VIEWS ON PAYING COLLEGE ATHLETES DIVIDE ALONG RACIAL LINES - Travis Waldron: “As the men’s and women’s NCAA tournaments kick off this week, a majority of Americans who have any opinion on the subject are still opposed to paying college athletes, according to a new HuffPost/YouGov poll. The survey found that 37 percent of Americans strongly or somewhat oppose paying college athletes ― beyond their scholarships, that is ― while 30 percent strongly or somewhat support the idea. The remaining third aren’t sure. But dig a little deeper, and an interesting picture emerges: White and black Americans are sharply divided on the issue. A majority ― 52 percent ― of black respondents are strongly or somewhat in favor of paying college athletes, while only 15 percent strongly or somewhat oppose the idea. Among whites, however, the numbers flip: Just 27 percent support paying those athletes, while 43 percent oppose it.” [HuffPost]

MOST AGREE THAT TRUMP’S TIES TO RUSSIA SHOULD BE INVESTIGATED - Dana Blanton: “Majorities of voters think Congress should investigate if Russia interfered with the election and allegations of coordination between the Trump campaign and Russia. That’s according to the latest Fox News Poll, taken amidst a new volley of allegations of ties between Trump and Russia, and wiretapping of Trump Tower. Sixty-six percent want a Congressional investigation into Russia’s attempts to influence the election, and 63 percent want lawmakers to look into possible connections between the Trump campaign and Russia. Voters are split 46-49 percent over whether lawmakers should investigate the wiretapping allegation. Views are clear on whether the president should produce evidence of his claim about the wiretaps:  76 percent think he should.  That isn’t just Democrats, although most agree (88 percent).  Republicans (63 percent) and independents (70 percent) also think he should show proof.” [Fox]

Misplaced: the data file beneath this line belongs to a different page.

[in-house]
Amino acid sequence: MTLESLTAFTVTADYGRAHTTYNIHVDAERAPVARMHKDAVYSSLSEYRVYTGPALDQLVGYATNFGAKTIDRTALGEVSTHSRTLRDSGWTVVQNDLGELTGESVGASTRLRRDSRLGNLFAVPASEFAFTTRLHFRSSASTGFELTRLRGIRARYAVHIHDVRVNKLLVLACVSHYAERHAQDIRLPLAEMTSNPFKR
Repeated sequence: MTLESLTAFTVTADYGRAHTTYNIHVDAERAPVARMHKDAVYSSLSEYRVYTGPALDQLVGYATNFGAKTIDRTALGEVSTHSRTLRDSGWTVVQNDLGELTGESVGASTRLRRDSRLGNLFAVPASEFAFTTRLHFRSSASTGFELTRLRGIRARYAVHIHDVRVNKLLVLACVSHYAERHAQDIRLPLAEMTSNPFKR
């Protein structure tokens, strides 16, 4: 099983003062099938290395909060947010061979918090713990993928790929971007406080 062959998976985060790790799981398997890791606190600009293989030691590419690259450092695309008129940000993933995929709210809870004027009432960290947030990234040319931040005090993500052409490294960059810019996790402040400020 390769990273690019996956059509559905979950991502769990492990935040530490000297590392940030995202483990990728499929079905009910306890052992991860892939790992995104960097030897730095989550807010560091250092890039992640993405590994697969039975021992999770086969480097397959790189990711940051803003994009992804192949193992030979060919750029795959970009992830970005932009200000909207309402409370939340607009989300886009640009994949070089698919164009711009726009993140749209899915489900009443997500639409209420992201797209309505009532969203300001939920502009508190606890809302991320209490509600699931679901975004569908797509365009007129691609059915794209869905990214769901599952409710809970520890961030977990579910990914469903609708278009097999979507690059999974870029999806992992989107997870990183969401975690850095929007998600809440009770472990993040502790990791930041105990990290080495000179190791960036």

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FRIDAY’S ‘OUTLIERS’ - Links to the best of news at the intersection of polling, politics and political data:

-YouGov finds an increasingly wide partisan gap on transgender bathroom rights. [YouGov]

-Chuck Todd and Carrie Dann argue that that “Big Data broke American politics”; Seth Masket disagrees. [NBC, Vox]

-Kyle Kondik lays out initial ratings for the 2018 House elections. [Sabato’s Crystal Ball]

-Stephen Wolf (D) outlines the gubernatorial races Republicans want to win in 2018. [Daily Kos]

-Reid Wilson maps out 2016 voter turnout. [The Hill]

-Jeff Stein looks at a Democratic report on Michigan’s Macomb County, which swung hard against Hillary Clinton in 2016. [Vox]

-A Democratic poll of Obama/Trump voters finds Obamacare could help Democrats win back support. [American Bridge (D)]

-Ryan Grim and Jason Cherkis look back at the role of fake news in last year’s Democratic primary. [HuffPost]

-Harry Enten has a “cautionary tale” for liberals hoping to primary Sen. Joe Manchin (D-W.V.) [538]

-A Moscow court upholds the ruling that the Levada Center, an independent Russian pollster, should be added to the nation’s federal registry of “foreign agents.” [Moscow Times]